48. JP
    Posted Jun 30, 2006 at 1:55 PM | Permalink

    I think some people over use teleconnections in trying to make sense of temperature variabilities in widely seperated regions. The most famous teleconnection, the El Nino Southern Oscillation covers such vast territory, and produces such extreme variabilites in temps, cloud cover, and precip, that it can cover almost any variability. The same holds true for the North Atlantic Oscillation. While smaller in size, it has also been blamed for everything from floods, blizzards, droughts, windstorms, to heatwaves. There are 3 other teleconnections. So if one teleconnection doesn’t fit the bill, there are 4 others that probably will.

  49. Armand MacMurray
    Posted Jun 30, 2006 at 3:14 PM | Permalink

    Re: #46
    Nice post, Peter! With regards to #41, I was just trying to point out that one *can* make a scientific argument for it, not that such an argument was correct in this case (or had even been made by Mann et al).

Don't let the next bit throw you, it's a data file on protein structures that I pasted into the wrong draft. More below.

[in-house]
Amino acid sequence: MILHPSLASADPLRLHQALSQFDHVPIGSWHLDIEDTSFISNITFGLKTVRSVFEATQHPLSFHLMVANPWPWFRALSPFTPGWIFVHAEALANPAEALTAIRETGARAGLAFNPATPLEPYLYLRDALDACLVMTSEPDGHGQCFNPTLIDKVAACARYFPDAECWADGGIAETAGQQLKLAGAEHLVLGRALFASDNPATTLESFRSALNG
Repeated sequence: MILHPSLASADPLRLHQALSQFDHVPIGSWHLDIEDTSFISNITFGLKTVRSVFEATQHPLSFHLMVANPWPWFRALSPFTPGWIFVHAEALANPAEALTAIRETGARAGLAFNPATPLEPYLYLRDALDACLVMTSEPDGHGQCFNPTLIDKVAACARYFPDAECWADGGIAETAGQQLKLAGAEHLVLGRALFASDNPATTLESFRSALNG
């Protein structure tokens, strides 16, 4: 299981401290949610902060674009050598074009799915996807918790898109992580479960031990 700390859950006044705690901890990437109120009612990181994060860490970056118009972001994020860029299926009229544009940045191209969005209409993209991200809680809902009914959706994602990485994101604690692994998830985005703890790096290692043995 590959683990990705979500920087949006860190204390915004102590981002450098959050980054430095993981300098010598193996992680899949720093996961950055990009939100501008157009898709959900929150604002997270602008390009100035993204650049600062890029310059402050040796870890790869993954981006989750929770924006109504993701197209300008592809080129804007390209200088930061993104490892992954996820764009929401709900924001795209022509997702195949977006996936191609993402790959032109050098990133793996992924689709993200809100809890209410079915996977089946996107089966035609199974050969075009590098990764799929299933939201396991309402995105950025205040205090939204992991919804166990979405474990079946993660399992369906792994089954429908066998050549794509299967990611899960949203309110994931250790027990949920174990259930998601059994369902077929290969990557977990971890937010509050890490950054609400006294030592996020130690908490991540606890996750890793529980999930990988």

50. J. Sperry
    Posted Jul 6, 2006 at 9:41 AM | Permalink

    Re 44 (Lubos):

    To those of us who unfortunately can’t access any URL that has “Hockey” (employer’s internet blocker thinks it’s a sports site), your link redirects to this article. The article currently includes this remarkable paragraph: “The report also confirmed the major points of the criticism by M&M: the statistical significance of the conclusions about the climate before 1600 is low; the bristlecone pines are not a good temperature proxy; the data and the software should have been made available; and the principal component analysis was not used properly.”

  51. beng
    Posted Jul 6, 2006 at 10:11 AM | Permalink

    RE 46:
    Peter H says:

    I think he examined stations on different sides of a local ridge or something like that.

    Yeah, there’s a thread here from many months ago where a Bristlecone site had upper & lower populations sampled, and the ring-width trend was almost opposite between the two elevations. On the same mountain! ‘Course, the upturning-trend samples were chosen for the reconstructions, not the downturning ones.